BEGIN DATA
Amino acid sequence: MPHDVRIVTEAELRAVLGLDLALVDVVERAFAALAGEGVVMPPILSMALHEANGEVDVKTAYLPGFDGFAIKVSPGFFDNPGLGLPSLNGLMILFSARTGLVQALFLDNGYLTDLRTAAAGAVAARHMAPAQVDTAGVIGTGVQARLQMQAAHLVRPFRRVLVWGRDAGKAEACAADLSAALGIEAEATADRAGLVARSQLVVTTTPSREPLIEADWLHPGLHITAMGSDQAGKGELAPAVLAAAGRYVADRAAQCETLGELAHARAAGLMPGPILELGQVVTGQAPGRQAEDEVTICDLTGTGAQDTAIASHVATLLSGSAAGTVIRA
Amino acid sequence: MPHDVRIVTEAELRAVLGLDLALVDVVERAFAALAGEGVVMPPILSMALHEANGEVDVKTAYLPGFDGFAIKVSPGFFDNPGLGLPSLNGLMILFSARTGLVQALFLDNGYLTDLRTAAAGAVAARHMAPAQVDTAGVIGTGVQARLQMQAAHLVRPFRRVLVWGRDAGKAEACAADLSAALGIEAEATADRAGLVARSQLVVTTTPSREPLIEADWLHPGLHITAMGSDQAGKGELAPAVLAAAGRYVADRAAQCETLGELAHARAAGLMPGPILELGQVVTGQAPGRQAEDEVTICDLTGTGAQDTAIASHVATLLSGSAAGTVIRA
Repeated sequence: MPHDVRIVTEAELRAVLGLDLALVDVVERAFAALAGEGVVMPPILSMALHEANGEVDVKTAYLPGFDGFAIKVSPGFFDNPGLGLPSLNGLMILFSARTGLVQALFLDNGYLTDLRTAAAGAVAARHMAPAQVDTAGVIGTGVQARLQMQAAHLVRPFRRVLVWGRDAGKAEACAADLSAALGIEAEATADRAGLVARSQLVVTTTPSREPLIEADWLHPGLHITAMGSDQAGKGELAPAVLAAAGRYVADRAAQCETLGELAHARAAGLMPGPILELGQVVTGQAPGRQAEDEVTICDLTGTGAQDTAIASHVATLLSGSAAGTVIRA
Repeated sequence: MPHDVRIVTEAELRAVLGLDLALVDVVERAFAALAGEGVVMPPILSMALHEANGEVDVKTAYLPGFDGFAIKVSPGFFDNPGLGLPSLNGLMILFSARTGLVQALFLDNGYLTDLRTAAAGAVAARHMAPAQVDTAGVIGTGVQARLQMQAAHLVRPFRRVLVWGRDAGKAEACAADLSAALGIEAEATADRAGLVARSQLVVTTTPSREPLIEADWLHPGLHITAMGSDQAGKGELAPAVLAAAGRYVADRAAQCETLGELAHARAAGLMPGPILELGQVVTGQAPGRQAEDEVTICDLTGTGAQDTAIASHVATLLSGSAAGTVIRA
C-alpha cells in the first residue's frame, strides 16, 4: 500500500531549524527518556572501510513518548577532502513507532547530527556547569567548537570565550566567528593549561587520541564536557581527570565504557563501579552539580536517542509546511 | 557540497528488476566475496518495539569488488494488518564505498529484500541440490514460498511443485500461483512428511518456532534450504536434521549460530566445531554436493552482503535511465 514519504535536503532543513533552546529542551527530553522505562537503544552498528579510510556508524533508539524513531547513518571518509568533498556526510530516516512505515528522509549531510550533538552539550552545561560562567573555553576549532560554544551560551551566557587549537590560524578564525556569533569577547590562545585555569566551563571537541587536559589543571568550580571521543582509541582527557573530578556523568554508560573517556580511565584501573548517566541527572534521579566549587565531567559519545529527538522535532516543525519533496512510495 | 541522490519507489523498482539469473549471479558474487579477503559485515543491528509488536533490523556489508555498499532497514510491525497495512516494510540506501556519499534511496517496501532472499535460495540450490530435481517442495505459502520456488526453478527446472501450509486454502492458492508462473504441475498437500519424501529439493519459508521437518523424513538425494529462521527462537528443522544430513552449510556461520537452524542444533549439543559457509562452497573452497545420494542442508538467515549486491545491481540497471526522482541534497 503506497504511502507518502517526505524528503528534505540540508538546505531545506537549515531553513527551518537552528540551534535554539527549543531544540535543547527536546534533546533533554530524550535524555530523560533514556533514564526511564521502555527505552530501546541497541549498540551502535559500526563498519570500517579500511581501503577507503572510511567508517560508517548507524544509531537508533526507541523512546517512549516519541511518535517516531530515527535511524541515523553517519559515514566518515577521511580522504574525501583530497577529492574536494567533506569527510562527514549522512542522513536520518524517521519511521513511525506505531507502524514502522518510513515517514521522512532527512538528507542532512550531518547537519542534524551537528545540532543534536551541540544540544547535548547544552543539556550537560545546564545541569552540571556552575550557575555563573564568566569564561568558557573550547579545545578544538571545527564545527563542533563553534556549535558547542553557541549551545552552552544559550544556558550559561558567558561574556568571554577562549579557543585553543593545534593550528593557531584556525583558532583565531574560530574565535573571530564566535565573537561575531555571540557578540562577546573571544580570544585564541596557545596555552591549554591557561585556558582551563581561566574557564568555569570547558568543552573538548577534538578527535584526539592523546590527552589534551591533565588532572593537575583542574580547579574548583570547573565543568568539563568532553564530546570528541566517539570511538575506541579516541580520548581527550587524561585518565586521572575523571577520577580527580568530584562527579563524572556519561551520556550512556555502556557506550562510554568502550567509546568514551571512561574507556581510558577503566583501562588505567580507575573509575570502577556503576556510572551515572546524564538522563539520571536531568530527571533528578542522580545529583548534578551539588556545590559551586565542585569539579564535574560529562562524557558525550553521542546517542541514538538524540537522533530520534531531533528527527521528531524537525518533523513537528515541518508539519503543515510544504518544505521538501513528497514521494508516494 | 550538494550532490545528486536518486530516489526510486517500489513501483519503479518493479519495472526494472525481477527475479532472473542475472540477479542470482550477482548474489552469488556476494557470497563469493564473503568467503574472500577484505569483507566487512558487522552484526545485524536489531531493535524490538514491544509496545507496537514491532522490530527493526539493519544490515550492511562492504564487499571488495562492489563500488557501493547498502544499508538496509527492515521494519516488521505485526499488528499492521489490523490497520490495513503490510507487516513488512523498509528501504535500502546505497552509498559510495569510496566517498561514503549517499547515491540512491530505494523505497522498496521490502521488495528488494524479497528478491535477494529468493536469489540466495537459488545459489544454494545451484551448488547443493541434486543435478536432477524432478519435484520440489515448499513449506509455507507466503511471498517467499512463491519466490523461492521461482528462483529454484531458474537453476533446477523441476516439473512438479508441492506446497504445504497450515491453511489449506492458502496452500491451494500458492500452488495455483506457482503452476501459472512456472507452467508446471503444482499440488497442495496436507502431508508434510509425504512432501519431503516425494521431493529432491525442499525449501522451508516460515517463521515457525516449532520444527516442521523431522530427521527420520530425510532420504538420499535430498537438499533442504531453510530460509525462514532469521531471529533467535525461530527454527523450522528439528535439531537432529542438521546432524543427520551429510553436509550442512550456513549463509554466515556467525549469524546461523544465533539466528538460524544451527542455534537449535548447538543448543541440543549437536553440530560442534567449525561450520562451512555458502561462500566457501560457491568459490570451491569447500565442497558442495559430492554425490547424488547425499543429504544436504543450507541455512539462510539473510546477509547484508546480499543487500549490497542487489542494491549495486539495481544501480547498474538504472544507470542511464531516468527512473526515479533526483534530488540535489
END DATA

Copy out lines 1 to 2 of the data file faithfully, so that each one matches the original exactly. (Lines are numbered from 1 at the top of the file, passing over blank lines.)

Amino acid sequence: MPHDVRIVTEAELRAVLGLDLALVDVVERAFAALAGEGVVMPPILSMALHEANGEVDVKTAYLPGFDGFAIKVSPGFFDNPGLGLPSLNGLMILFSARTGLVQALFLDNGYLTDLRTAAAGAVAARHMAPAQVDTAGVIGTGVQARLQMQAAHLVRPFRRVLVWGRDAGKAEACAADLSAALGIEAEATADRAGLVARSQLVVTTTPSREPLIEADWLHPGLHITAMGSDQAGKGELAPAVLAAAGRYVADRAAQCETLGELAHARAAGLMPGPILELGQVVTGQAPGRQAEDEVTICDLTGTGAQDTAIASHVATLLSGSAAGTVIRA
Amino acid sequence: MPHDVRIVTEAELRAVLGLDLALVDVVERAFAALAGEGVVMPPILSMALHEANGEVDVKTAYLPGFDGFAIKVSPGFFDNPGLGLPSLNGLMILFSARTGLVQALFLDNGYLTDLRTAAAGAVAARHMAPAQVDTAGVIGTGVQARLQMQAAHLVRPFRRVLVWGRDAGKAEACAADLSAALGIEAEATADRAGLVARSQLVVTTTPSREPLIEADWLHPGLHITAMGSDQAGKGELAPAVLAAAGRYVADRAAQCETLGELAHARAAGLMPGPILELGQVVTGQAPGRQAEDEVTICDLTGTGAQDTAIASHVATLLSGSAAGTVIRA